The what, why, and how of Colorado’s SUTS with Ed Sealover and Laurel Witt

Hosts & Guests

Judy Vorndran

Meredith Smith

Ed Sealover, Denver Business Journal

Laurel Witt, Colorado Municipal League


The what, why, and how of Colorado’s SUTS with Ed Sealover and Laurel Witt

Meredith Smith [00:00:02] Welcome to SALTovation, this alteration show is a podcast series featuring the leading voices, Insult, where we talk about the issues and strategies to help you make sense of state and local tax for everyone. And welcome to another episode of the SALTovation podcast. Colorado sales tax collection is one of the most complicated systems to navigate in the country with statutory and home rule jurisdictions. Colorado has migrated to a destination based system as a result of Wayfair from my location in common, meaning the home rule jurisdictions unless physically present. Now the home rule cities are able to get in on the action and impose their sales tax on businesses who have not had physical presence. Historically, the Colorado system is enough to push sales tax collectors over the edge, with its reputation for being one of the worst systems is now intent on simplifying it with a centralized sales and use tax system called sets. As such gains momentum. Some issues are coming to light for participating businesses and jurisdictions. But as we get into that conversation, let's back up first and give a little history here to help us walk through that. Through what? Why and how is Ed Silver, senior reporter for the Desert Bendis Business Journal, and has been following the issue on behalf of his business audience since the waiver was implemented in twenty eighteen. Ed, thank you for being here.

Ed Sealover [00:01:22] Thank you for having me on today.

Meredith Smith [00:01:23] Also joining us today is Laurel Witt, associate counsel with the Colorado Municipal League. Laurel will share with us how Seamount participated in this simplification.

Laurel Witt [00:01:32] Thanks for having me.

Meredith Smith [00:01:33] Laurel, thank you for joining us today. And before we really get into questions, we do want to congratulate Ed as being recognized by the Society of Professional Journalists as PJ's Co. two thousand twenty one journalists of the year. And congratulations on behalf of Salivation.

Ed Sealover [00:01:49] Thank you. Thank you very much. It's a great honor.

Meredith Smith [00:01:53] All right. So we're just going to dove right in. Ed, you've been with the deejay for over 12 years and have been following the Colorado sales and use tax issues. On behalf of your readers, can you take us through how you became aware of the issues we're talking about and what you are following now on behalf of the businesses?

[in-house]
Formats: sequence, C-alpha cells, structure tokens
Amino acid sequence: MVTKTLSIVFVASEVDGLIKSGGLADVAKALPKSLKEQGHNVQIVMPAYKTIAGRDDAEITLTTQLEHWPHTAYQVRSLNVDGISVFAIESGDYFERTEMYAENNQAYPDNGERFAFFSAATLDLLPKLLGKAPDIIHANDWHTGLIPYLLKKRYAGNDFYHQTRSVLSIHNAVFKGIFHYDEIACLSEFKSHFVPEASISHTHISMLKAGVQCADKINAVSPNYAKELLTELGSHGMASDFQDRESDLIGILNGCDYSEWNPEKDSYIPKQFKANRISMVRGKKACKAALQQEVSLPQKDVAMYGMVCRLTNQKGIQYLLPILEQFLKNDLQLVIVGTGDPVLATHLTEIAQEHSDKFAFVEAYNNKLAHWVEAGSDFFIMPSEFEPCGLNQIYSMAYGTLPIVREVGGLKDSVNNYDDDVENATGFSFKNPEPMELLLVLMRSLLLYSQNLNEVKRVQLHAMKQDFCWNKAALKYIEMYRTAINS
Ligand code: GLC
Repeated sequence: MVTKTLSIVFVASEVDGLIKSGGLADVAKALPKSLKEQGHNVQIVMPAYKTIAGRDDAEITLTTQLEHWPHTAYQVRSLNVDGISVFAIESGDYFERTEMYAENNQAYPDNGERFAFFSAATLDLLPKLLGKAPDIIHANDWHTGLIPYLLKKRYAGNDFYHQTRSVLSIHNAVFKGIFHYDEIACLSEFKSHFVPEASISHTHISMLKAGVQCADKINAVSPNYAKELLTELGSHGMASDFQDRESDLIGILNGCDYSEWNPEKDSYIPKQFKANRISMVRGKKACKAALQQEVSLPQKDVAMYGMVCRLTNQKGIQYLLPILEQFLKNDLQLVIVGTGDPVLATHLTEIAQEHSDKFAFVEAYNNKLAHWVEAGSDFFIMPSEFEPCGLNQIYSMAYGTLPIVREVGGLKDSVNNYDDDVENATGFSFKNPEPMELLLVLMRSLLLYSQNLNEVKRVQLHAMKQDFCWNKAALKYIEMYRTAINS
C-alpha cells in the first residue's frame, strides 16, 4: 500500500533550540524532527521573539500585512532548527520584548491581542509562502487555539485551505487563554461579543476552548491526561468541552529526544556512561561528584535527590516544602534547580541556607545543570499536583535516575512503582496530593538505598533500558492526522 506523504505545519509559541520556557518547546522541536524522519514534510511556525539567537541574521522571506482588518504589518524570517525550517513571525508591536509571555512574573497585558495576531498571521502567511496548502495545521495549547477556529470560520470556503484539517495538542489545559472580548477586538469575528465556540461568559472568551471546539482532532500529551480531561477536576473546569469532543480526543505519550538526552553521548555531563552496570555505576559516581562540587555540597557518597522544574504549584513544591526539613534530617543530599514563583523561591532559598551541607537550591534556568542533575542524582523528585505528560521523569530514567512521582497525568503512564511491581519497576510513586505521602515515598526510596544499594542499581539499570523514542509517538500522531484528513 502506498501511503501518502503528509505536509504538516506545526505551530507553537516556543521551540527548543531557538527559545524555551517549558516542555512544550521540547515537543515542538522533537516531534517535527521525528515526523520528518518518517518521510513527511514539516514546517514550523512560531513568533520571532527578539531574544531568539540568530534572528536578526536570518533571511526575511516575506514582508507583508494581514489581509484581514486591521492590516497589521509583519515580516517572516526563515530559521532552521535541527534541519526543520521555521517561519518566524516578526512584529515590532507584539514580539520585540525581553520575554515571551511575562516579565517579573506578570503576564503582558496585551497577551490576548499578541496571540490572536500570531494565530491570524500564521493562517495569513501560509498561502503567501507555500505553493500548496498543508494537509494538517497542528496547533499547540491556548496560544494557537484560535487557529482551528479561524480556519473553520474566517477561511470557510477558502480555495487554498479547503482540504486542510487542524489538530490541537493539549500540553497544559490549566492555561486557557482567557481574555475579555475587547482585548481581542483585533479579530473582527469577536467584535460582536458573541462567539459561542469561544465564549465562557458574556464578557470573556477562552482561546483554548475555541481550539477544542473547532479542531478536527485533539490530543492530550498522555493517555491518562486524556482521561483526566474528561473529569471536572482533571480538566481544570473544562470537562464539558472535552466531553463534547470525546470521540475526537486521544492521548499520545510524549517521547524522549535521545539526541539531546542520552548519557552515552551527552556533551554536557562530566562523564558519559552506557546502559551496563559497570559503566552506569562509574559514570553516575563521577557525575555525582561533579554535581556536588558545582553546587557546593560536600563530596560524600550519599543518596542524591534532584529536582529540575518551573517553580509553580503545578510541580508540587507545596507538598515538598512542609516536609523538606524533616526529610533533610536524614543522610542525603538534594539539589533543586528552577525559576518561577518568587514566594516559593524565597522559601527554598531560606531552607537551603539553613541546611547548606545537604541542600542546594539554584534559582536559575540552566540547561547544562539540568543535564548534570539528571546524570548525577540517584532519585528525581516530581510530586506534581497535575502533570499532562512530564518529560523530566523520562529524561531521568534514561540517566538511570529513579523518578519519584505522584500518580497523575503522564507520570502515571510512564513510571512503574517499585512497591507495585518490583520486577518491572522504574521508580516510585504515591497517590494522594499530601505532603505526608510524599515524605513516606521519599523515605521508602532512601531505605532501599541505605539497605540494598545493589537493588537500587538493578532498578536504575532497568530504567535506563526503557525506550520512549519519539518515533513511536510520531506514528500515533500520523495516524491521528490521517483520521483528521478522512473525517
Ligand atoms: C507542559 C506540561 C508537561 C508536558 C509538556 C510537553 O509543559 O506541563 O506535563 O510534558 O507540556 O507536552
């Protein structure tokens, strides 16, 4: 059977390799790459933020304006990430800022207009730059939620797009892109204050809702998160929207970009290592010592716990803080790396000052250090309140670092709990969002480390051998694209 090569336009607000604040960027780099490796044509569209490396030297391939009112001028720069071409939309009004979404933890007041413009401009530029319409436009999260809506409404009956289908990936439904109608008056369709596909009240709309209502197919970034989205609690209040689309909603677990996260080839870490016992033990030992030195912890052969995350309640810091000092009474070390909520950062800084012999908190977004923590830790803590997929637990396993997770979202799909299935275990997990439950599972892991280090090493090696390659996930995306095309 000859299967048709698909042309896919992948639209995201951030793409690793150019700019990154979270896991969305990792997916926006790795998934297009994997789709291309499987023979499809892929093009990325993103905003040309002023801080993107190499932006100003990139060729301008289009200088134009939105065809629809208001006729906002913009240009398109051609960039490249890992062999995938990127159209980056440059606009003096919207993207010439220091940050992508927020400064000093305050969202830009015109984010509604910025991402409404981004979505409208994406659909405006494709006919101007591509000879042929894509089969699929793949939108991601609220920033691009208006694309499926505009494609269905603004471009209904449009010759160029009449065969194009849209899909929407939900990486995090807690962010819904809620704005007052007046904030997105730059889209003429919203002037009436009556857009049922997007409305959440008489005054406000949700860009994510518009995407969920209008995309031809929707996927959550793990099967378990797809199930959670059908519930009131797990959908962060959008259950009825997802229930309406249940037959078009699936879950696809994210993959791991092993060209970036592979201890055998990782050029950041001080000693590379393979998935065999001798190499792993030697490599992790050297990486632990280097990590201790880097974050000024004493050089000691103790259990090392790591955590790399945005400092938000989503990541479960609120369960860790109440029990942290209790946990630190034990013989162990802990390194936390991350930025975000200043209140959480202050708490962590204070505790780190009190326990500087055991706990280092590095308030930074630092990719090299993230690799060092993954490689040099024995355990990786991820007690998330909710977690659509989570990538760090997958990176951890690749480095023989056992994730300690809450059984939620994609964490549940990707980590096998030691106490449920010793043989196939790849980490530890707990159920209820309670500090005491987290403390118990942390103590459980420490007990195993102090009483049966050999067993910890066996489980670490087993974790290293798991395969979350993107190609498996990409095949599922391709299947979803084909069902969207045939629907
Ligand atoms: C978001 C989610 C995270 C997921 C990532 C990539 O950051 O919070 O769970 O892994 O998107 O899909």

Ed Sealover [00:02:12] Yeah, absolutely. Thank you for asking me and thanks again for having me on here today. Meredith, I can't tell you the exact year, but I think it was around twenty thirteen when the legislature really started talking about going after sales from out-of-state vendors and having them taxed here. And that Colorado that conversation had fits and starts. There was a law passed that allowed them to go after some. But you had a physical nexus here and it was Wayfair, of course, that changed everything in twenty seventeen. And suddenly the state realized that not only did it have the ability to go after out-of-state vendors without a physical presence here, but that they really needed to conform their own law for in-state vendors in order to have everybody on the same playing field here. And so watching the several years that it took to walk through, how do we create first a law that's going to require everyone to go to destination based sourcing? And B, how do we not make that incredibly burdensome on people and create a system for which it could work through has been interesting. And it seemed to have gone from there's no way we could do this to, hey, look, we did it to hey, look, this is going pretty well to in recent months some more complaints about, hey, maybe this is not going so well. That's a lot of haze. But they're making hay here. And it's a way to to really say, yeah, I think this is an issue that is going to continue to vex. But the state, the local governments and businesses for a while to come. And since it's so important to local businesses, just feel the need to keep up on it.

Meredith Smith [00:03:43] Well, and I think just in some of the conversations that we had, do businesses often reach out to the Denver Business Journal just as like an outlet to say, hey, here are just some of our concerns from just, you know, whether it's a sales tax or just the business environment in general. Do you think the debate often becomes kind of like a sounding board for in-state businesses?

Ed Sealover [00:04:05] It is not uncommon. You know, the number of businesses that have reached out to me to speak about the sales tax system is pretty minimal. But I find that whenever something happens right after Wayfair or right after the state announced, we're ready to go live on July 1st with destination based sourcing this year. So, yes, on that and on other issues, I do hear from businesses and it's a good way to remember how important some of these things are to local businesses and that what may seem a minor concern could be spread among a lot of businesses if somebody is taking the time to call me and talk about it.